Fishing is heating up in Otter Tail Lakes Country
By Ross Hagemeister, meisterguideservice.com
It’s summer time! A common discussion point lately in lakes country has been the water temps. I arrive on the lakes in the morning at 7:00, and whether it’s cloudy or clear and sunny, the water temperatures are sitting in the low to mid 70’s! These are temps that are common in July and August. I’ve been watching these warm water temps since mid-June. Global warming? Not sure. What’s the impact of unseasonably warm water temps? I’ve seen substantial mayfly hatches, and a hurried sunfish spawn. Walleye and northern, in particular, have been directly influenced. It’s been more difficult to pattern both species. When something common starts to set up (lure color, depth, general locations), they switch.
It’s been a busy time for predator species who are trying to keep up with the times and quickly advancing food sources. I’m guessing that we’ll be seeing summer patterning set up on most lakes in the county with in a week. The last of the mayfly hatches are beginning right now, and should be done by the second weekend in July, and then it’s smooth sailing. Major adjustments in patterning should come to an end and then it’s just fishing for 5 or 6 weeks until late summer daylight hours shift enough to prod fish into another change. Crappie are entering summer patterns around Otter Tail Lakes Country.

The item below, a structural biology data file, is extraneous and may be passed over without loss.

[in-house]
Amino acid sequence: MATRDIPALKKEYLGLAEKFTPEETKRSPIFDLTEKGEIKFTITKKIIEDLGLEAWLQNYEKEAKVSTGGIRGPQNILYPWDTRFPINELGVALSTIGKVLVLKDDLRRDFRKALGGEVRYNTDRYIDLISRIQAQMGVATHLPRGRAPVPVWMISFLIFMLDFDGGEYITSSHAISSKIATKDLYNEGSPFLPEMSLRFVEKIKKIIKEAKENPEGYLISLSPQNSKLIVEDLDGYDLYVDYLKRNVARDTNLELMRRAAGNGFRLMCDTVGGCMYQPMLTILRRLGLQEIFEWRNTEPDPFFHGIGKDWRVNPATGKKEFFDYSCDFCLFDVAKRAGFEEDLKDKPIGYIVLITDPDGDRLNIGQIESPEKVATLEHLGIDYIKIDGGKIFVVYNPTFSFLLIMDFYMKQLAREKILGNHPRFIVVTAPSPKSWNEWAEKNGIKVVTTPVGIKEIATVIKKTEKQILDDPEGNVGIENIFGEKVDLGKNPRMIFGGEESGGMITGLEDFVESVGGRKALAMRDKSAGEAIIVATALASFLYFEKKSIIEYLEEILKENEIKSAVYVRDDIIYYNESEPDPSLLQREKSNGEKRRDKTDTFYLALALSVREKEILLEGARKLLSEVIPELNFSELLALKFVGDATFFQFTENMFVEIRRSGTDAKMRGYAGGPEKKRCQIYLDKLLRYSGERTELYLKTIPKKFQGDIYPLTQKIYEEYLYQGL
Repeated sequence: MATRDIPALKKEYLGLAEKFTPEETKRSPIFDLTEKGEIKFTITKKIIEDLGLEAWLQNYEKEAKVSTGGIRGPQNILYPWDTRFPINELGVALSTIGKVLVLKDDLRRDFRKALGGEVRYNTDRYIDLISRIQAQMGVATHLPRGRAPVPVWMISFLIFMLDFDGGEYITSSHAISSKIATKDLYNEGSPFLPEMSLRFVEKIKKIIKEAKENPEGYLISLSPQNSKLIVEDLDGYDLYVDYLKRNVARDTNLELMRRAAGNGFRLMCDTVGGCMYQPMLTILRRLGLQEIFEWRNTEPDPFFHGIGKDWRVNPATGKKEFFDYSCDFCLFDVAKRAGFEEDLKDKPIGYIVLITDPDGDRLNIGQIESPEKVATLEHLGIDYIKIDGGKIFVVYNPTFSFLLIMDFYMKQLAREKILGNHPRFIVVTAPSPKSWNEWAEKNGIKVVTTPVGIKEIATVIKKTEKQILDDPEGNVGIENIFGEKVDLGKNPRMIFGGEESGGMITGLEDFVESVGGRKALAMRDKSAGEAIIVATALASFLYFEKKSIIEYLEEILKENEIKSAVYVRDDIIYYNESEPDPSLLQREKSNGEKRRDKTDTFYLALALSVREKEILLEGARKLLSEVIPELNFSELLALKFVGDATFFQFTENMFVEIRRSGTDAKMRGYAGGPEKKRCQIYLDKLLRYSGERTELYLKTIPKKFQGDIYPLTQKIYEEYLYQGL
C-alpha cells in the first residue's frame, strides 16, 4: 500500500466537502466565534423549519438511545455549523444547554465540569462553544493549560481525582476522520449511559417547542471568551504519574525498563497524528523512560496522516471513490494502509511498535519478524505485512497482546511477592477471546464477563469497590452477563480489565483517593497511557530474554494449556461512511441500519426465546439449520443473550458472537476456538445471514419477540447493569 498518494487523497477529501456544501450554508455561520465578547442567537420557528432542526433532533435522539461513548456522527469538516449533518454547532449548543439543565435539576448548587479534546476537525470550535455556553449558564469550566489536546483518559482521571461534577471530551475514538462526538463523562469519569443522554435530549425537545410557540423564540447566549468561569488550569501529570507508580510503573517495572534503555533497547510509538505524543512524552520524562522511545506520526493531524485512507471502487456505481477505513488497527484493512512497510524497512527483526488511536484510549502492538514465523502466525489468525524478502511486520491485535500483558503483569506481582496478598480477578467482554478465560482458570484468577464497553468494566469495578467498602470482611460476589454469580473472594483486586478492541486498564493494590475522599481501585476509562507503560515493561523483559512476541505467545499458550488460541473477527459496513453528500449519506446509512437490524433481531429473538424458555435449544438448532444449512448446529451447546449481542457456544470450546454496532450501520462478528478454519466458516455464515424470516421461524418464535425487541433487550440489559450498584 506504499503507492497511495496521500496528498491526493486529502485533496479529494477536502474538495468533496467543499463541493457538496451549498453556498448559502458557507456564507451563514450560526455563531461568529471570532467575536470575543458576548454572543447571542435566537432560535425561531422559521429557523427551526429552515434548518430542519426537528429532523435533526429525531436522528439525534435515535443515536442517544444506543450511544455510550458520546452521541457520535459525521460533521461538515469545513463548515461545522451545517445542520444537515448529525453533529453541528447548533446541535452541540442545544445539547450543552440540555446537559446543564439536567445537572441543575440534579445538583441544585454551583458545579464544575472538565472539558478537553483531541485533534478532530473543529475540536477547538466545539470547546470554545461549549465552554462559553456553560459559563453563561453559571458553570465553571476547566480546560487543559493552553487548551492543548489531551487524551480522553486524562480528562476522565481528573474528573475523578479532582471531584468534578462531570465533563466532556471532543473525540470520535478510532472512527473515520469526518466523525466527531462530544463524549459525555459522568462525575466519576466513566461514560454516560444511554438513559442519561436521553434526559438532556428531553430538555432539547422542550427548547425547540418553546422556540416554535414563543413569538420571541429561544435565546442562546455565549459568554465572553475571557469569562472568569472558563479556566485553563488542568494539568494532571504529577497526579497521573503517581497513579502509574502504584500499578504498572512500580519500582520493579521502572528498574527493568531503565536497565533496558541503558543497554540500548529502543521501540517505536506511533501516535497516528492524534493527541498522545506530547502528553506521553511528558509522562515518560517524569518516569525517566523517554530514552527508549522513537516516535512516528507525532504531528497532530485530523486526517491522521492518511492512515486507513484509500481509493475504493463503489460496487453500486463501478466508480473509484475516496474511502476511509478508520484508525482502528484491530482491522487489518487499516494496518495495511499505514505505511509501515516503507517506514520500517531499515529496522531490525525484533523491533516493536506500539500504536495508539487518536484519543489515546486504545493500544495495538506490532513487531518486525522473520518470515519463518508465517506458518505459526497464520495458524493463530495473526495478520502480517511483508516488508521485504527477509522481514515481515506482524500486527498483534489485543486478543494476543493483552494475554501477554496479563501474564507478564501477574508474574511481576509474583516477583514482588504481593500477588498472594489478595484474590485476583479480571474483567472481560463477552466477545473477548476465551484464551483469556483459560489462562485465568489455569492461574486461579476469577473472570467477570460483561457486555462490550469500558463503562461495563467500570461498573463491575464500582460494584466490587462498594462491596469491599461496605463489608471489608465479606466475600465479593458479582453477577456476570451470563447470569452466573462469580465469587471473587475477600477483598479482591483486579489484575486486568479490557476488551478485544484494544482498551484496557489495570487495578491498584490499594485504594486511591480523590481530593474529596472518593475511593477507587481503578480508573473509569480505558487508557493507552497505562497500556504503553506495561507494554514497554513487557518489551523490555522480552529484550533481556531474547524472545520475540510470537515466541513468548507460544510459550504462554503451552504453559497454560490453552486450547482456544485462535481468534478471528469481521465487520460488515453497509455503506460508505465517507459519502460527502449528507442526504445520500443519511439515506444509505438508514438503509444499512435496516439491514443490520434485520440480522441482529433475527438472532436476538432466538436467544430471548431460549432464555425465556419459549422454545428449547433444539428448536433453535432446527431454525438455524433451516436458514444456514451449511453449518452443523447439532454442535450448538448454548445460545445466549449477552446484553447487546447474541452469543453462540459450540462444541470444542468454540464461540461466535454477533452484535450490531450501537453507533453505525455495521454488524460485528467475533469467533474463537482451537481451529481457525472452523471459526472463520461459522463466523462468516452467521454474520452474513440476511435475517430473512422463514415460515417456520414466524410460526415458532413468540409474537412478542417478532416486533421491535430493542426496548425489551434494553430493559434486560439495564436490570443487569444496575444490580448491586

Check out tall weed stands (especially cabbage stands and coon tail clumps and objects like swim rafts, docks, and even lily pads next to deep water. Use Beetle Spins, Tru Flus, and 1/16 oz jigs tipped with Gulp, twister tails, or live bait. Work the baits mid-way up through the weeds and over weed tops. If you don’t get bit rather quickly, it’s time to move—you’ll find them eventually. Use night crawlers and leeches on Lindy Rigs, jigs, slip bobbers and bottom bouncers for walleye. Walleye are still spending most of their time on clam beds and near weeds and weed lines on drops. Trolling crank baits in the evening on shallow flats is also effective—so get out and troll a Flicker Shad a mile or two after work and catch a few.
Enjoy Lakes Country this week! Remember to drain all water, pull the drain plug, and check your boat and trailer for weeds and critters when you’re changing lakes—help prevent the spread of AIS.
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